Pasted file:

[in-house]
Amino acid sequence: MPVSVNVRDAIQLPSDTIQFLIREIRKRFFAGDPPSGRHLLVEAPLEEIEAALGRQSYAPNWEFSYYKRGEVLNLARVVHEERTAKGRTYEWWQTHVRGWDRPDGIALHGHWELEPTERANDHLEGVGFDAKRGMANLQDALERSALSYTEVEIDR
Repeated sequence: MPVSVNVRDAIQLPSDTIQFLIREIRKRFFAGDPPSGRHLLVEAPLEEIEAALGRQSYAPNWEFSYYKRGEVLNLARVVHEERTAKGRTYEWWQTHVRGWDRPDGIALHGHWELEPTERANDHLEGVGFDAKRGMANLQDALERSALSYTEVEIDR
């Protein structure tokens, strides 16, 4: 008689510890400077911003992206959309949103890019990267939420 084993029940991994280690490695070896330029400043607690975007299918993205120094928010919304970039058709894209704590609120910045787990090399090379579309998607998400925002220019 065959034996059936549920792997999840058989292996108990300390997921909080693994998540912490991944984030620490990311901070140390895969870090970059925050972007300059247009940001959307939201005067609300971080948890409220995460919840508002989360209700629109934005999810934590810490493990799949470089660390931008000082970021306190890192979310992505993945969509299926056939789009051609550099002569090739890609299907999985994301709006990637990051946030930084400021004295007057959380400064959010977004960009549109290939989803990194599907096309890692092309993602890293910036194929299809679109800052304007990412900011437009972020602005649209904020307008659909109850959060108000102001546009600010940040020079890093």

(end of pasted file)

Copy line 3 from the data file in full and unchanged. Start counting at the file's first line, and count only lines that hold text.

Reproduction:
Repeated sequence: MPVSVNVRDAIQLPSDTIQFLIREIRKRFFAGDPPSGRHLLVEAPLEEIEAALGRQSYAPNWEFSYYKRGEVLNLARVVHEERTAKGRTYEWWQTHVRGWDRPDGIALHGHWELEPTERANDHLEGVGFDAKRGMANLQDALERSALSYTEVEIDR